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Photojournalism: George Tames
During a 40-year period, George Tames was practically ever-present as a photojournalist on Capitol Hill. He photographed 10 presidents (from Franklin D. Roosevelt to George H. W. Bush), many members of Congress, and international statesmen including British Prime Minister Winston Churchill and Soviet leader Nikita Khrushchev.
From 1939 to 1945, he worked for Time magazine and was one of the few photographers authorized to take pictures of President Roosevelt. In 1945 he joined the New York Timesas chief photographer for its Washington Bureau, a position he held until 1985.
President Harry Truman, who was the first president to allow photographers into the press room, was Tames's favorite subject. According to numerous reports, Tames recalled Truman once telling a foreign dignitary that he was president of the most powerful nation in the world and that the only people he took orders from were photographers. Tames's book, Eye on Washington: Presidents Who’ve Known Me, was published in 1990. He died in 1994. The Briscoe Center acquired his personal photograph collection in 2011.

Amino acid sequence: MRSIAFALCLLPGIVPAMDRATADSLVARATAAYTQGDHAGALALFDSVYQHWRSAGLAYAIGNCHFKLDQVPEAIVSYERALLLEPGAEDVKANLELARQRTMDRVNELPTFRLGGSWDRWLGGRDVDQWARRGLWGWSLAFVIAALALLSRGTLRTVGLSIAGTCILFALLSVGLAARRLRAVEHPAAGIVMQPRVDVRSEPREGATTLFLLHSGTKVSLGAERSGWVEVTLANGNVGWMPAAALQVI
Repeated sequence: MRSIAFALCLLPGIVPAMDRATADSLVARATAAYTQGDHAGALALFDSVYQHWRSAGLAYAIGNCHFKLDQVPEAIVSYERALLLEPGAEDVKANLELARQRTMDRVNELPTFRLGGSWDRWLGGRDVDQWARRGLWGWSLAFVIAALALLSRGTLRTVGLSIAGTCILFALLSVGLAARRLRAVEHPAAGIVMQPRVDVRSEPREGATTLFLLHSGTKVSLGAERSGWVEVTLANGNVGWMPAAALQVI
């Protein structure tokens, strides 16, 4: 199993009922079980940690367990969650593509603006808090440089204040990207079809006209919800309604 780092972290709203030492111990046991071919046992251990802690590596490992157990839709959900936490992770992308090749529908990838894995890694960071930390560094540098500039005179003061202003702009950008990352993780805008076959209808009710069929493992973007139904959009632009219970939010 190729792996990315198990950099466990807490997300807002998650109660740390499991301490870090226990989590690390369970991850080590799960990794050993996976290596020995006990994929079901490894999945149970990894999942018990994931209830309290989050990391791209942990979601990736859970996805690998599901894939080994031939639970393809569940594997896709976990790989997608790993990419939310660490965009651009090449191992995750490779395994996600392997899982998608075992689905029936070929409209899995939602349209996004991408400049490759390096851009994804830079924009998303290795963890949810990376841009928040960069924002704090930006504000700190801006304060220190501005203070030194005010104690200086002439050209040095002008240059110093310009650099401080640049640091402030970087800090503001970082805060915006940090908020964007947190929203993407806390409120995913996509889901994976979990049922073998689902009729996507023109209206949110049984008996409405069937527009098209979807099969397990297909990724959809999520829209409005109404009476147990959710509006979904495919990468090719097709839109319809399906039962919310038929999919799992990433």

The George Tames Photographic Archive, which measures nearly 60 liner feet, consists primarily of the photographic print files and exhibit prints. In addition to presidential images, the Tames archive includes photographs of Bob Dole, Robert Kennedy, Edward Kennedy, Tip O'Neill, Walter Mondale, Alan Greenspan, George Meany, Sam Rayburn, Phil Gramm, Joseph McCarthy and Hubert Humphrey. Tames also photographed many Washington sites including the Jefferson Memorial, the Lincoln Memorial, the Vietnam Memorial, the U.S. Capitol building and Arlington Cemetery.
Photojournalism (Collection Strength)
News Media History (Collection Strength)
Finding aid for the George Tames Photographic Archive